Judge Randa, a George H.W. Bush appointee, has a history of being reversed by higher courts in cases involving hot button social issues, so there is a good chance that his opinion will ultimately be reversed on appeal. In the meantime, however, Randa effectively places the church above the law — and leaves what could be hundreds of sexual abuse victims in the cold.
Victims: Pope Benedict Protects Accused Pedophile Bishops
By BRIAN ROSS , RHONDA SCHWARTZ and ANNA SCHECTER April 15, 2008
From the link: http://abcnews.go.com/Blotter/story?id=4656143
Even as he told reporters on his flight to America that he was “deeply ashamed” over the church sex abuse scandal, Pope Benedict was accused by victims of protecting some 19 bishops accused of sexually abusing children.
“As a Catholic, I have to sadly conclude that he is not serious about ridding the church of corrupt bishops,” said Anne Doyle, co-director of BishopAccountability.org, a group tracking public records involving the bishops.
According to the group, of the 19 bishops “credibly accused of abusing children,” none has lost his title, been publicly censured by the Vatican or referred for criminal prosecutions.
“The sexual corruption in the Catholic church starts at the very top,” said Doyle.
Pope Benedict told reporters on his flight this morning from Rome to Washington, D.C., he would do everything possible to avoid a repeat of the scandal. “We will absolutely exclude pedophiles from the sacred ministry,” he said, according to Reuters.
While the church has moved to expel accused priests, critics say the higher-ranking bishops have been given favored treatment. “The attitude of the bishops towards the victims and the families of sexual abuse and predatory clergy is drop dead,” said Michael Wegs, of Marion, Iowa, one of nine former high schools students who said they were abused at a seminary in Missouri by former Palm Beach, Fla. Bishop Anthony J. O’Connell.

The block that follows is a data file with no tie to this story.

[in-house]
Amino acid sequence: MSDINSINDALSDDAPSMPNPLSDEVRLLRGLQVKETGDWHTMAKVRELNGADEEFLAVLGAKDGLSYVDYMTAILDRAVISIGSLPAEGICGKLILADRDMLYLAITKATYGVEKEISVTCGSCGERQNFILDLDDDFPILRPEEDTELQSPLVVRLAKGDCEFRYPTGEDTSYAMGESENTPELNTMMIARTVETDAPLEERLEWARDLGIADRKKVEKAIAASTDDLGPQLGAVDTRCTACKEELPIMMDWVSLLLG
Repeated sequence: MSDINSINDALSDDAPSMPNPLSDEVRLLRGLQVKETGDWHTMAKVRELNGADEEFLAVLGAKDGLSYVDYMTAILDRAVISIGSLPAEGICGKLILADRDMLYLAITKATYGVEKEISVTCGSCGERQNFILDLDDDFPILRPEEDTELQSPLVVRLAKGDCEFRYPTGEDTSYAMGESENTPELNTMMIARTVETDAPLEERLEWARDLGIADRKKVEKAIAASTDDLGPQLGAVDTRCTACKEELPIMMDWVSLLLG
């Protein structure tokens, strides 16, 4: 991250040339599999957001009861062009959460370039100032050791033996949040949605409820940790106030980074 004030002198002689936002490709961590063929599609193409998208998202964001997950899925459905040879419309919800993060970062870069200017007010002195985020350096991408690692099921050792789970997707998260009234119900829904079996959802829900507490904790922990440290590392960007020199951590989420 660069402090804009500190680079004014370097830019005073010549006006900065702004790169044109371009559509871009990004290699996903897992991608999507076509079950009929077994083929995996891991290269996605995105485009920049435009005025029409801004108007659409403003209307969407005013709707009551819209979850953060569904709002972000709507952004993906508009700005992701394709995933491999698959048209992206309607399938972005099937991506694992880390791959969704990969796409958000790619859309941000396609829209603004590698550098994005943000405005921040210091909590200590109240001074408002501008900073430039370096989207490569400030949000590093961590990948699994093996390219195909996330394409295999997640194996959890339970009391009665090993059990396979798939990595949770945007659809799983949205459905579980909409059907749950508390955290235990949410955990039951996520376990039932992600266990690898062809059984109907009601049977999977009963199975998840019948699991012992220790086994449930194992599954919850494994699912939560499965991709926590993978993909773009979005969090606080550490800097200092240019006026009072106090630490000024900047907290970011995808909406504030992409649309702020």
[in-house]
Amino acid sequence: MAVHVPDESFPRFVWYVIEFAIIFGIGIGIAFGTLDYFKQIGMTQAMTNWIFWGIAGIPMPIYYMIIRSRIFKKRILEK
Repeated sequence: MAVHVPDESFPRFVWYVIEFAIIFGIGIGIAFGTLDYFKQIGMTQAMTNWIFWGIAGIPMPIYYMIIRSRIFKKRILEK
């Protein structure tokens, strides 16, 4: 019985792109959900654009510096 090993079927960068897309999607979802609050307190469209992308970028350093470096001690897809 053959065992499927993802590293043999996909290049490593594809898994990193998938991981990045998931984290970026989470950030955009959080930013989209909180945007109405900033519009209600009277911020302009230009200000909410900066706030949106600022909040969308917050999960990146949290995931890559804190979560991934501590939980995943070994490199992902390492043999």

When the allegations were made public, Bishop O’Connell admitted at least two cases of abuse and was allowed to resign. He now lives on the beautiful, sprawling grounds of the Trappists Mepkin Abbey in South Carolina.
“He deserves to be in jail,” said Wegs, his accuser. “I don’t think there is any justice because he is allowed to travel, go where he please. He’s still a bishop, and he’s living among priests in the hierarchical structure; he is a top dog despite the fact that he’s a sexual predator.” Wegs says O’Connell has failed to even apologize to his victims.
Bishop O’Connell did not return phone calls from ABCNews.com seeking comment, but church officials say he and other bishops have been punished appropriately. “You cannot put on clerical attire, and you cannot service in a public way in ministry,” said Austin, Texas Bishop Gregory Aymond, chair of the U.S. Bishop’s Committee on Protection of Children and Young People.
“That is a very, very significant consequence, and I would say a significant penalty,” said Bishop Aymond, who conceded the accused bishops maintain their title. “Priests and bishops remain priests and bishops forever, regardless of what happens to them or what they do,” said Bishop Aymond.
But victims groups and church critics say the pope can and should do much more to punish the bishops and finally resolve the scandal.
Before he became pope, as Cardinal Joseph Ratzinger, he was in charge of monitoring cases of pedophile priests and was directly involved in deciding what punishment, if any, would be administered to priests and bishops.
“Priests who abuse children can be removed from the priesthood, but they do not remove bishops, they do not remove cardinals,” said author Jason Berry who has been tracking the sex abuse scandal and produced a documentary film on the subject, “Vows of Silence,” which premiered in New Orleans last night. “The problem is the power structure. There is no accountability,” said Berry.
Berry says the pope’s decision to have the Los Angeles archbishop, Cardinal Roger Mahoney, accompany him on his trip proves the point. “Why would you want someone in your entourage” like Roger Mahoney, asked Berry.
“This man has overseen a great many cases in which priests were moved from parish to parish. His diocese has paid over $660 million in settlements. And yet this cardinal has refused to release the files on these priests who have abused children,” Berry said.
Cardinal Mahoney did not return calls from ABC News seeking comment.
Gerald T. Slevin, Update–Criminal Charges of Vatican Child Abuse Cover-Up
Monday, April 16, 2012
Cross-posted on Open Tabernacle, 16 April 2012.